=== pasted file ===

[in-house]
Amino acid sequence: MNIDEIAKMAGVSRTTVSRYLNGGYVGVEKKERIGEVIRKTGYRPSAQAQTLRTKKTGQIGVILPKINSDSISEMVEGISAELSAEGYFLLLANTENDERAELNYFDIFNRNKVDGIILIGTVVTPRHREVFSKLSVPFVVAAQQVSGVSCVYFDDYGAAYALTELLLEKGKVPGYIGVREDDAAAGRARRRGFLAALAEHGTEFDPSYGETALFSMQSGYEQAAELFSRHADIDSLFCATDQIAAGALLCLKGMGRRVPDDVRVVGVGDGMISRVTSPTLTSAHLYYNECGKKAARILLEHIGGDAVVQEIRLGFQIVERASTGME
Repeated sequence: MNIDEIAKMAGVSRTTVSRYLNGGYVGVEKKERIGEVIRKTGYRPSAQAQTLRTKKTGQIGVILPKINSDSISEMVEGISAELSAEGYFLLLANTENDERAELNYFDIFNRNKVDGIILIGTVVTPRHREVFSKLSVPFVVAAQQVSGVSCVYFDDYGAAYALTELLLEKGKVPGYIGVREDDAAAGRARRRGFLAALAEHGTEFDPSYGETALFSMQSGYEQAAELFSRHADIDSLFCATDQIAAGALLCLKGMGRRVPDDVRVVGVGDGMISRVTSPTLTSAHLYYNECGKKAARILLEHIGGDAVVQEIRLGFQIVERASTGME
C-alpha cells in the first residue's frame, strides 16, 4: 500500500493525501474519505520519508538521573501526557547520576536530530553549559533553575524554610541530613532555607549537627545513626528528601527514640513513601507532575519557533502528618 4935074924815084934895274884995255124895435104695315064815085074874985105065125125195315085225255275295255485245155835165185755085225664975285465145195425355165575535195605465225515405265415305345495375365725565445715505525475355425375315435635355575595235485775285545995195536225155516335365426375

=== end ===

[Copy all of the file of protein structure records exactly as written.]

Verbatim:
[in-house]
Amino acid sequence: MNIDEIAKMAGVSRTTVSRYLNGGYVGVEKKERIGEVIRKTGYRPSAQAQTLRTKKTGQIGVILPKINSDSISEMVEGISAELSAEGYFLLLANTENDERAELNYFDIFNRNKVDGIILIGTVVTPRHREVFSKLSVPFVVAAQQVSGVSCVYFDDYGAAYALTELLLEKGKVPGYIGVREDDAAAGRARRRGFLAALAEHGTEFDPSYGETALFSMQSGYEQAAELFSRHADIDSLFCATDQIAAGALLCLKGMGRRVPDDVRVVGVGDGMISRVTSPTLTSAHLYYNECGKKAARILLEHIGGDAVVQEIRLGFQIVERASTGME
Repeated sequence: MNIDEIAKMAGVSRTTVSRYLNGGYVGVEKKERIGEVIRKTGYRPSAQAQTLRTKKTGQIGVILPKINSDSISEMVEGISAELSAEGYFLLLANTENDERAELNYFDIFNRNKVDGIILIGTVVTPRHREVFSKLSVPFVVAAQQVSGVSCVYFDDYGAAYALTELLLEKGKVPGYIGVREDDAAAGRARRRGFLAALAEHGTEFDPSYGETALFSMQSGYEQAAELFSRHADIDSLFCATDQIAAGALLCLKGMGRRVPDDVRVVGVGDGMISRVTSPTLTSAHLYYNECGKKAARILLEHIGGDAVVQEIRLGFQIVERASTGME
C-alpha cells in the first residue's frame, strides 16, 4: 500500500493525501474519505520519508538521573501526557547520576536530530553549559533553575524554610541530613532555607549537627545513626528528601527514640513513601507532575519557533502528618 4935074924815084934895274884995255124895435104695315064815085074874985105065125125195315085225255275295255485245155835165185755085225664975285465145195425355165575535195605465225515405265415305345495375365725565445715505525475355425375315435635355575595235485775285545995195536225155516335365426375